One payments security initiative that has gained a great deal of attention in the last couple of years is PCI-DSS. But what exactly is the experience of those on the ground who are dealing with PCI-DSS compliance? Thales has recently carried out some research with The Ponemon Institute that looks into PCI DSS from the perspective of the Qualified Security Assessor (QSA) community.
Much of the responsibility for the success of the standard is in the hands of these certified auditors and the study has revealed some interesting information about the way organisations approach compliance and how they protect sensitive information.
One finding to come from this research is that while only two per cent of businesses outright fail PCI DSS compliance audits, 41 per cent would fail if unable to rely on temporary ‘compensating controls’. This means that whilst they are not complying with PCI DSS, they do pass the QSA audit as they have other mechanisms in place to do the job. Such compensating controls enable companies to tick the relevant compliance box in the short term, but raise the question of what is to happen when such temporary fixes are not viable in the future.
The finding also raises interesting questions as to how companies are approaching PCI DSS compliance. It’s easy to fall into the trap of check box syndrome: compliance for compliance’s sake. The fact that so many companies are relying on these compensating controls is causing significant concern among QSAs that many merchants are doing just that: focusing primarily on complying with PCI and less so on what should be equally important – protecting sensitive information.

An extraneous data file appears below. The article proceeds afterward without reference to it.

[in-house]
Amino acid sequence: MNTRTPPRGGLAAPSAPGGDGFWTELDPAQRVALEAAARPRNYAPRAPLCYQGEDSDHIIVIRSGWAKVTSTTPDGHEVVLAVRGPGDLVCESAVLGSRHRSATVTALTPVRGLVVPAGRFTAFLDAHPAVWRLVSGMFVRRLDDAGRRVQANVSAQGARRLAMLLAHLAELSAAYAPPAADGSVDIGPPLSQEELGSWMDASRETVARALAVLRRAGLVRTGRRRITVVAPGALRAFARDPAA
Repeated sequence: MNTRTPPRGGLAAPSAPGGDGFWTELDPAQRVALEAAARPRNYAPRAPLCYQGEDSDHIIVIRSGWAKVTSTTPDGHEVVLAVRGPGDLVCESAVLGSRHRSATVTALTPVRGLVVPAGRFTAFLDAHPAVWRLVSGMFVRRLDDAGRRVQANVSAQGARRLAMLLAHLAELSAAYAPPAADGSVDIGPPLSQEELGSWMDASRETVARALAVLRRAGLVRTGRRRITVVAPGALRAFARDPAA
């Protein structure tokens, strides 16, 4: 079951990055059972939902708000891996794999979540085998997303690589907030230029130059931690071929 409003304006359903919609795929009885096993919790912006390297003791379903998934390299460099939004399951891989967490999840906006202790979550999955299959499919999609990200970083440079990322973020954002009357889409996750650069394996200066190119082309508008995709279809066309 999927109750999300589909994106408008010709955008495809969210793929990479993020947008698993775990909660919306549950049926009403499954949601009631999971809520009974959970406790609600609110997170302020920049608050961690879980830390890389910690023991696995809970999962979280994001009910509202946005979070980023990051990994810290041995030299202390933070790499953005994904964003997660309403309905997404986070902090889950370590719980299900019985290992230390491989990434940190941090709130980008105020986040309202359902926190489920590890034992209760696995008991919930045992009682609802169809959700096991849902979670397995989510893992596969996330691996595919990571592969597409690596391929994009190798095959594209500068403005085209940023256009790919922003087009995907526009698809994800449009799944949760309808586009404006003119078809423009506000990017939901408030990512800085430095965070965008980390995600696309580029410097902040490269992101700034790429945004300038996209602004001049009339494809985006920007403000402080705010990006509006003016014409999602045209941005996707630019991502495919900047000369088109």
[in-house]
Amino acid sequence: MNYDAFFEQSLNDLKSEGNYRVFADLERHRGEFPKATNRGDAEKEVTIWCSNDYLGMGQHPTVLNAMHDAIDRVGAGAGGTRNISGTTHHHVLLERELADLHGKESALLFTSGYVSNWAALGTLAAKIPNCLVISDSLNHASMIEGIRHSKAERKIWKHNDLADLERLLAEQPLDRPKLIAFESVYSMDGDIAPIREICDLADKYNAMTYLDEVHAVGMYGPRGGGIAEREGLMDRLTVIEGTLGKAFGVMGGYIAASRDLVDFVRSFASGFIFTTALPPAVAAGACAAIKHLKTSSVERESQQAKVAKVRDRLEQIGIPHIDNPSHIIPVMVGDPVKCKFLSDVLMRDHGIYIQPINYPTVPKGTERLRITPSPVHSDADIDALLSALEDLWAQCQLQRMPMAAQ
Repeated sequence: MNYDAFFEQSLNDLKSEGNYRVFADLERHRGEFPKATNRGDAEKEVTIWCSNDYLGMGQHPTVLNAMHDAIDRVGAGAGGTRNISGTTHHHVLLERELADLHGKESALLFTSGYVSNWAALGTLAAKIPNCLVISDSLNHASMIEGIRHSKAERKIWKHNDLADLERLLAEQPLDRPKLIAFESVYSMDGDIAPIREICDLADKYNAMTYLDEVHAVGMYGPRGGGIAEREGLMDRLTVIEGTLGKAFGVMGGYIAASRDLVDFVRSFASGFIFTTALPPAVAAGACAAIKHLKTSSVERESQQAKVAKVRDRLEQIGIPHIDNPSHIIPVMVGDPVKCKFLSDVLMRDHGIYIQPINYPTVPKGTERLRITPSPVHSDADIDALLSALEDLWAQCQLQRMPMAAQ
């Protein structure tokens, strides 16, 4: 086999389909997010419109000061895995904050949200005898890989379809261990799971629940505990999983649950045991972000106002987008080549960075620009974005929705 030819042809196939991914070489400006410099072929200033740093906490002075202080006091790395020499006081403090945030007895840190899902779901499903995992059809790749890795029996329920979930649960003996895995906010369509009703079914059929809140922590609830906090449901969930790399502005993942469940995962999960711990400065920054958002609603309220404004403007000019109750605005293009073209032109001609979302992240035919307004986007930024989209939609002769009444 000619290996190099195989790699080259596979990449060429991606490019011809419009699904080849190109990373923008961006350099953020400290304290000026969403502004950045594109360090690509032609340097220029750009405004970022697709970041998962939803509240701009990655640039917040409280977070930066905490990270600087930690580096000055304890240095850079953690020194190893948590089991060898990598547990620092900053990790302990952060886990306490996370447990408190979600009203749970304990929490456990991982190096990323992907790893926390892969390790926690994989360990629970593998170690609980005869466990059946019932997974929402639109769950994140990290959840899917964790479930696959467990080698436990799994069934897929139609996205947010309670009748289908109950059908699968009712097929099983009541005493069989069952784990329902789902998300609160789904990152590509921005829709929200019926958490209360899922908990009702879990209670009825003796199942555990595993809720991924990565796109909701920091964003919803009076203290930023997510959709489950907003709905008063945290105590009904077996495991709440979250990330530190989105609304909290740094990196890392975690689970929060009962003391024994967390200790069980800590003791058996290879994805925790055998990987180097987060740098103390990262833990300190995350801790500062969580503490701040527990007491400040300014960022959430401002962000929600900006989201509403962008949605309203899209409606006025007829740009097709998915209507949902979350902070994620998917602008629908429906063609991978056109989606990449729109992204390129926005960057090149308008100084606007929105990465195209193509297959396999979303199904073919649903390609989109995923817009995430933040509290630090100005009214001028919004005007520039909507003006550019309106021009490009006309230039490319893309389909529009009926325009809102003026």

Finally, the research has also found that QSAs believe the most difficult requirement for merchants to meet is restricting access to cardholder data by business need-to-know (PCI DSS Requirement #7). At the same time however, they believe this to be the most important element of compliance. After all, PCI was set up to protect cardholder data and to help bring an end to cardholder data breaches. A business may have the most advanced systems to try and lock out criminals, but if it can’t limit access to cardholder data to those who have a need to access it, then how can a system ever be considered secure?
So what do QSAs recommend to protect cardholder data? The research found that 60% of QSA’s believe encryption is the best approach, while 81% recommend or require hardware security modules (HSMs) to manage data protection.
PCI DSS compliance isn’t easy and it’s not all about any one technology or process. But in the end, those businesses that focus on protecting cardholder data will have the most success with compliance and keeping their name out of the headlines.